Economist Intelligence Unit
February 7, 2006
‘It is hard to make sense of the project from a purely business perspective,’ write analysts at The Economist. ‘The project would not survive in a competitive power market.’ Probe International’s Grainne Ryder is quoted on alternatives to megadams.
If all goes to plan, turbines in the Three Gorges Dam will start to roll in June 2003. It will be an historic moment for a project originally conceived by Sun Yat-sen more than 80 years ago. Riding the wave of national euphoria, the management of the Three Gorges Development Corporation (TGDC) plans to float the company in Shanghai, probably later this year. Will the money flood in? The projects’ supporters, including Li Peng, head of the National People’s Congress, say the dam will not simply provide much-needed electricity to China’s seaboard but will also stop flooding and allow sea-tankers to sail up the Yangtze river to Chongqing, thus boosting trade. Its detractors say the project is not only an environmental and social disaster but commercially unviable as well. Drowning in money The dam is the world’s largest-ever infrastructure project in terms of cost. Although it is not scheduled to be completed until 2009, next year is crucial. In 2003, a handful of the power plant’s 26 turbines are to start producing electricity, and the dam to begin storing water. The water level of the reservoir will rise to 135 metres in the first year. Eventually, the 1.98 km-long, 185 metres-high dam will create a 600 km-long reservoir occupying parts of Hubei province and Chongqing municipality. By 2009 the dam is to have a capacity of 18.2m kilowatts (kW) and an annual output of 84.7bn kW hours (kW/h). Estimates of the cost of the project vary. Officially, the total will be Rmb180bn (US$21.7bn). Yet independent analysts believe there have already been serious cost overruns More conservative analysts put the project’s total cost at Rmb208-224bn (US$25-27bn). Others, including Dai Qing, a mainland journalist critical of the project, put it closer to Rmb623bn (US$75bn). According to official figures, some Rmb73bn (US$8.8bn) has already been spent. A further Rmb15bn (US$1.8bn) has been earmarked for this year, Rmb8.7bn (US$1.1bn) of which is to be used for the relocation of displaced residents.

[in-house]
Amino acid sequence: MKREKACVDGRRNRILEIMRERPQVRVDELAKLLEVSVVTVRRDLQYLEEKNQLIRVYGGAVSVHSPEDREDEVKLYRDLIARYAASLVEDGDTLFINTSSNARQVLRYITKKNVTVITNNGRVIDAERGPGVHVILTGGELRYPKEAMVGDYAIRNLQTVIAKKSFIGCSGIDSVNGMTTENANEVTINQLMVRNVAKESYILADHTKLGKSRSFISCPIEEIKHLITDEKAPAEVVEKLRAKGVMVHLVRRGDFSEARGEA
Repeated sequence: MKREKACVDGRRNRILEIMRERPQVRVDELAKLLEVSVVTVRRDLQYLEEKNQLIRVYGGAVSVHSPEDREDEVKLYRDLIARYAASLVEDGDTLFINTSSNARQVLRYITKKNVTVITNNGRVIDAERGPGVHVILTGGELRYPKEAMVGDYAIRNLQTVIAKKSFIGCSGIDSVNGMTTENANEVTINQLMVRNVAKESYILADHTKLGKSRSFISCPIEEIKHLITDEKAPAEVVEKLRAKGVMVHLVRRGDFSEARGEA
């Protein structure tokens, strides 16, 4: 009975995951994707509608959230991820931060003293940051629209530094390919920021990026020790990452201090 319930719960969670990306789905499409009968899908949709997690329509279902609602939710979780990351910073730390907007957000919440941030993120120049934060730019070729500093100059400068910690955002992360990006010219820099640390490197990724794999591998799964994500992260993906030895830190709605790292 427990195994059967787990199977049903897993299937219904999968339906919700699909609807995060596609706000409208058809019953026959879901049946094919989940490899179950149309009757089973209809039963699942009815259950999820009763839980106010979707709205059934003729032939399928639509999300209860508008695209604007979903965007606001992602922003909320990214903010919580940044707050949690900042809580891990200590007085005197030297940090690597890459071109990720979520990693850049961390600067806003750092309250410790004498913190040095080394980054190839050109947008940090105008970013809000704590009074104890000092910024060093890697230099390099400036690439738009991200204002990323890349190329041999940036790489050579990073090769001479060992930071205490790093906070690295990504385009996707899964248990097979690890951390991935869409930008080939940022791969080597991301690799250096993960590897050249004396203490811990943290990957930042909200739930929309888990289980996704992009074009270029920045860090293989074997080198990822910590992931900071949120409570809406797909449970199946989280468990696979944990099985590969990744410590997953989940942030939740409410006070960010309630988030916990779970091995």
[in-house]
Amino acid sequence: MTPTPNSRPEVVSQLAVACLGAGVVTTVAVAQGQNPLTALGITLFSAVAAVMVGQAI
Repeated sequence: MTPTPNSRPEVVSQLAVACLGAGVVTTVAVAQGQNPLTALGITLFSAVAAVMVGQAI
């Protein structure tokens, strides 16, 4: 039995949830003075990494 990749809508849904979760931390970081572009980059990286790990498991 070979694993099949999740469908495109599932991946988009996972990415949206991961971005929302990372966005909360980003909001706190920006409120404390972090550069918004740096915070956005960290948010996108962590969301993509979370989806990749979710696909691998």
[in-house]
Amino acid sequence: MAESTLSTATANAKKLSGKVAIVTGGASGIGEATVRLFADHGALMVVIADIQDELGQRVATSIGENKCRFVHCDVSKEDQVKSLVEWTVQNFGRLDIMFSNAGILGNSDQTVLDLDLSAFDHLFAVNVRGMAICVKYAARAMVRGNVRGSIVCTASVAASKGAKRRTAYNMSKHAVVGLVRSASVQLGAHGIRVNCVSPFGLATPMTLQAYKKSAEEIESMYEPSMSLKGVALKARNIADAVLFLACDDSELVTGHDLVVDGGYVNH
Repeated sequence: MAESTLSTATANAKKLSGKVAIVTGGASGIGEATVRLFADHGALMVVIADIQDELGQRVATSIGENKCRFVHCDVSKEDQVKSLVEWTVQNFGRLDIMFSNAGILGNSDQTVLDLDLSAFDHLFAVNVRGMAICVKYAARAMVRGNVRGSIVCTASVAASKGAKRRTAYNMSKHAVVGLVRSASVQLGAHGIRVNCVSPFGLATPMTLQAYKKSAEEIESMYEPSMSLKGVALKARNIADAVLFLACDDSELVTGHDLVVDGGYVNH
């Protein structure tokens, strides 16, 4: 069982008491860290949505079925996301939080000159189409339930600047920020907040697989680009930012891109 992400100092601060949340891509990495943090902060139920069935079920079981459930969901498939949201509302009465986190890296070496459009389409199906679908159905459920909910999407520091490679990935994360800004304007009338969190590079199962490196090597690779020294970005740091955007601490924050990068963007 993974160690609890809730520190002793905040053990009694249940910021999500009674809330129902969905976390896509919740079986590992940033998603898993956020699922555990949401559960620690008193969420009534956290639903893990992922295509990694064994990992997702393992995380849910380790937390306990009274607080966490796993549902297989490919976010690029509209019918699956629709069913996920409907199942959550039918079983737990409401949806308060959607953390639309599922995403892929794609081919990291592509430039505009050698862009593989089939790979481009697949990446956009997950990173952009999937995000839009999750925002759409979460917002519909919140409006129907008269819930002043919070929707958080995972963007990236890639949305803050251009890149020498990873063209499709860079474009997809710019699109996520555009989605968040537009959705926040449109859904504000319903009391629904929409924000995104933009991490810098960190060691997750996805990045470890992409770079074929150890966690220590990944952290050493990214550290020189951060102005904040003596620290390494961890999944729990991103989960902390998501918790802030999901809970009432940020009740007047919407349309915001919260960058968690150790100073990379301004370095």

Categories: Three Gorges Probe
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